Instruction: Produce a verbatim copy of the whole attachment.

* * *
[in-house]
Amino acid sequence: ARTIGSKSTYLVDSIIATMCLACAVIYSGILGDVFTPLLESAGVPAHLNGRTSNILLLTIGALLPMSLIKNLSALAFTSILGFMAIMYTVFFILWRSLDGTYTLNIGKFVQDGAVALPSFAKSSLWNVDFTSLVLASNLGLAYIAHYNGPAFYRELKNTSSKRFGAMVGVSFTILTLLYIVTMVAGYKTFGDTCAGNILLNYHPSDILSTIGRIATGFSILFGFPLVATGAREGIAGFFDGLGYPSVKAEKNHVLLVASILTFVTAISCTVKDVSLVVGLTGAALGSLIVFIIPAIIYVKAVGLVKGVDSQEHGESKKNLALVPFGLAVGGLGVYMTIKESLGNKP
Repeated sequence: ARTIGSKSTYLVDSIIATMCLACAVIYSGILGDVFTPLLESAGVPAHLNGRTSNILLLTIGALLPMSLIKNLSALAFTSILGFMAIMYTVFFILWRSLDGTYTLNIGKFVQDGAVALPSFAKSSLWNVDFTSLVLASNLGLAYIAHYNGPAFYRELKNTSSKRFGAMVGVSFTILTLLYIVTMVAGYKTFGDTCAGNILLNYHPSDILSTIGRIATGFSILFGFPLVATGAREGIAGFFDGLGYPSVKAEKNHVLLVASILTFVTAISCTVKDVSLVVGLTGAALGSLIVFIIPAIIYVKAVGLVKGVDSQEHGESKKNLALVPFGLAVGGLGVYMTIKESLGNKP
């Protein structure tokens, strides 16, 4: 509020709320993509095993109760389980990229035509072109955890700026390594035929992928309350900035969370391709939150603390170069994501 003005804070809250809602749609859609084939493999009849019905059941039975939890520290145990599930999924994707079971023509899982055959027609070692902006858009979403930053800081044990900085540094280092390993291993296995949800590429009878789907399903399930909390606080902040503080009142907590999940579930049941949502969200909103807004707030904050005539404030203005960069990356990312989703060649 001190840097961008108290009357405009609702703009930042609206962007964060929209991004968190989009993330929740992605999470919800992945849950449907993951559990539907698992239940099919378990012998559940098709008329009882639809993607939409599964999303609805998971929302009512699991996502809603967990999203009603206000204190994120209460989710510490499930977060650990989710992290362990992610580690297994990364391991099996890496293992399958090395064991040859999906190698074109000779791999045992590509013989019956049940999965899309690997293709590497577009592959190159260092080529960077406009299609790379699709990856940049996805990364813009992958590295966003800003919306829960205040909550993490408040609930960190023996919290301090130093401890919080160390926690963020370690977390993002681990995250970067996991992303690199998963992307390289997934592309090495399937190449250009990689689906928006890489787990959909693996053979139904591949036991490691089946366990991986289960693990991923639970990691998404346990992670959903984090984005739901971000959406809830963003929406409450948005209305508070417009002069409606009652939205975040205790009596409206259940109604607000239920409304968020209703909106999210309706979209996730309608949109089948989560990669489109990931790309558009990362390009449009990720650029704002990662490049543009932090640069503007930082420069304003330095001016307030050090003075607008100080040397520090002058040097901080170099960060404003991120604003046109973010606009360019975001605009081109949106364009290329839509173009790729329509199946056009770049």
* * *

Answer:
[in-house]
Amino acid sequence: ARTIGSKSTYLVDSIIATMCLACAVIYSGILGDVFTPLLESAGVPAHLNGRTSNILLLTIGALLPMSLIKNLSALAFTSILGFMAIMYTVFFILWRSLDGTYTLNIGKFVQDGAVALPSFAKSSLWNVDFTSLVLASNLGLAYIAHYNGPAFYRELKNTSSKRFGAMVGVSFTILTLLYIVTMVAGYKTFGDTCAGNILLNYHPSDILSTIGRIATGFSILFGFPLVATGAREGIAGFFDGLGYPSVKAEKNHVLLVASILTFVTAISCTVKDVSLVVGLTGAALGSLIVFIIPAIIYVKAVGLVKGVDSQEHGESKKNLALVPFGLAVGGLGVYMTIKESLGNKP
Repeated sequence: ARTIGSKSTYLVDSIIATMCLACAVIYSGILGDVFTPLLESAGVPAHLNGRTSNILLLTIGALLPMSLIKNLSALAFTSILGFMAIMYTVFFILWRSLDGTYTLNIGKFVQDGAVALPSFAKSSLWNVDFTSLVLASNLGLAYIAHYNGPAFYRELKNTSSKRFGAMVGVSFTILTLLYIVTMVAGYKTFGDTCAGNILLNYHPSDILSTIGRIATGFSILFGFPLVATGAREGIAGFFDGLGYPSVKAEKNHVLLVASILTFVTAISCTVKDVSLVVGLTGAALGSLIVFIIPAIIYVKAVGLVKGVDSQEHGESKKNLALVPFGLAVGGLGVYMTIKESLGNKP
């Protein structure tokens, strides 16, 4: 509020709320993509095993109760389980990229035509072109955890700026390594035929992928309350900035969370391709939150603390170069994501 003005804070809250809602749609859609084939493999009849019905059941039975939890520290145990599930999924994707079971023509899982055959027609070692902006858009979403930053800081044990900085540094280092390993291993296995949800590429009878789907399903399930909390606080902040503080009142907590999940579930049941949502969200909103807004707030904050005539404030203005960069990356990312989703060649 001190840097961008108290009357405009609702703009930042609206962007964060929209991004968190989009993330929740992605999470919800992945849950449907993951559990539907698992239940099919378990012998559940098709008329009882639809993607939409599964999303609805998971929302009512699991996502809603967990999203009603206000204190994120209460989710510490499930977060650990989710992290362990992610580690297994990364391991099996890496293992399958090395064991040859999906190698074109000779791999045992590509013989019956049940999965899309690997293709590497577009592959190159260092080529960077406009299609790379699709990856940049996805990364813009992958590295966003800003919306829960205040909550993490408040609930960190023996919290301090130093401890919080160390926690963020370690977390993002681990995250970067996991992303690199998963992307390289997934592309090495399937190449250009990689689906928006890489787990959909693996053979139904591949036991490691089946366990991986289960693990991923639970990691998404346990992670959903984090984005739901971000959406809830963003929406409450948005209305508070417009002069409606009652939205975040205790009596409206259940109604607000239920409304968020209703909106999210309706979209996730309608949109089948989560990669489109990931790309558009990362390009449009990720650029704002990662490049543009932090640069503007930082420069304003330095001016307030050090003075607008100080040397520090002058040097901080170099960060404003991120604003046109973010606009360019975001605009081109949106364009290329839509173009790729329509199946056009770049």